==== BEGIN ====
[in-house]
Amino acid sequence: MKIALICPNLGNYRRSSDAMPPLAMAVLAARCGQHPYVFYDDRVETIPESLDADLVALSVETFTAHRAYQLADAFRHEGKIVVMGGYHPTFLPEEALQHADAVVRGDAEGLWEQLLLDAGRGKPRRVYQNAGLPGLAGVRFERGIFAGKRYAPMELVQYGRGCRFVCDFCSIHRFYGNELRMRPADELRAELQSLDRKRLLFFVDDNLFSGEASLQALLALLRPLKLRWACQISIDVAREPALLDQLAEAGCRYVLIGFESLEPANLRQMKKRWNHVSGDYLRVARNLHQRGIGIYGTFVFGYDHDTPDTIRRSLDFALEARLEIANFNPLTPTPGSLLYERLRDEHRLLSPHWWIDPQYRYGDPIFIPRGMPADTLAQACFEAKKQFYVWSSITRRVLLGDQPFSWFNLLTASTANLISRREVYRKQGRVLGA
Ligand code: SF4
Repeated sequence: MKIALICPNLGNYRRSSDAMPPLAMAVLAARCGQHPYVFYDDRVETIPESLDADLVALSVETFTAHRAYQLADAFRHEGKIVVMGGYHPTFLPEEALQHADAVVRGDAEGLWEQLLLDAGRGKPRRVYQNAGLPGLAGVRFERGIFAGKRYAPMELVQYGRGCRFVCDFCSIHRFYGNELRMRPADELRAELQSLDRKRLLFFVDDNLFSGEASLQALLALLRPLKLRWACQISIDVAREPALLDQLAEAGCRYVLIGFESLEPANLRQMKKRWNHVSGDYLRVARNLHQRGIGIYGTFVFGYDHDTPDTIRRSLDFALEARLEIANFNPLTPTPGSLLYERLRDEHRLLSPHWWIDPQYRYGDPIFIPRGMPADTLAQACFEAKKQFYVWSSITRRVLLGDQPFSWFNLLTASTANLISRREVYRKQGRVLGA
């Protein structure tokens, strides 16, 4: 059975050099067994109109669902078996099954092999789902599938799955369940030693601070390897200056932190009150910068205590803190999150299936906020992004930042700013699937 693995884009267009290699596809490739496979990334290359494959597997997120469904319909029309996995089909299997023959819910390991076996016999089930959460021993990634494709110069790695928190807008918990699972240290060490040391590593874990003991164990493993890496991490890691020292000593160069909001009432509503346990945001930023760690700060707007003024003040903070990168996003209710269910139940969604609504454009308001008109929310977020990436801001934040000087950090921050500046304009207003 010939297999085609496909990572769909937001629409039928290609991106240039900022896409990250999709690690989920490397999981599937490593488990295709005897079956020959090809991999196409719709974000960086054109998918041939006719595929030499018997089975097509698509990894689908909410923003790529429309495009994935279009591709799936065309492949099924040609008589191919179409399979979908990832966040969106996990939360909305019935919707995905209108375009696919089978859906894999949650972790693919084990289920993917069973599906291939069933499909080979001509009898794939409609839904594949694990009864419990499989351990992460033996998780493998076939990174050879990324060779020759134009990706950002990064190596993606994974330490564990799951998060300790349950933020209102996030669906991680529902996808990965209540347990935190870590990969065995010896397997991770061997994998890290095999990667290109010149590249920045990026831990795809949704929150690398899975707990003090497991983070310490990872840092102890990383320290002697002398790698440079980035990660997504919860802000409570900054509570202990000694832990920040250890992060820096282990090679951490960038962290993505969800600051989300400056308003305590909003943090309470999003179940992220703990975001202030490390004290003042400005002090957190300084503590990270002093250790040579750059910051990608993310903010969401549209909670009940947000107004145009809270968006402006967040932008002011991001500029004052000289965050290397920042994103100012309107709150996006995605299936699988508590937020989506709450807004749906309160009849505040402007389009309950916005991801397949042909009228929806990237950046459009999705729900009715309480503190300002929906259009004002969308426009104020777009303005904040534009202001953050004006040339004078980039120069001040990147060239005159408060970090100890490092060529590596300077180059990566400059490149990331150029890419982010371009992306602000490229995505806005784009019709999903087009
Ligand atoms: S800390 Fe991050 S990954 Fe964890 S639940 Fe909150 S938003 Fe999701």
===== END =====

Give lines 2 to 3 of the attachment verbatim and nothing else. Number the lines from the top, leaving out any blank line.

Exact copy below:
Amino acid sequence: MKIALICPNLGNYRRSSDAMPPLAMAVLAARCGQHPYVFYDDRVETIPESLDADLVALSVETFTAHRAYQLADAFRHEGKIVVMGGYHPTFLPEEALQHADAVVRGDAEGLWEQLLLDAGRGKPRRVYQNAGLPGLAGVRFERGIFAGKRYAPMELVQYGRGCRFVCDFCSIHRFYGNELRMRPADELRAELQSLDRKRLLFFVDDNLFSGEASLQALLALLRPLKLRWACQISIDVAREPALLDQLAEAGCRYVLIGFESLEPANLRQMKKRWNHVSGDYLRVARNLHQRGIGIYGTFVFGYDHDTPDTIRRSLDFALEARLEIANFNPLTPTPGSLLYERLRDEHRLLSPHWWIDPQYRYGDPIFIPRGMPADTLAQACFEAKKQFYVWSSITRRVLLGDQPFSWFNLLTASTANLISRREVYRKQGRVLGA
Ligand code: SF4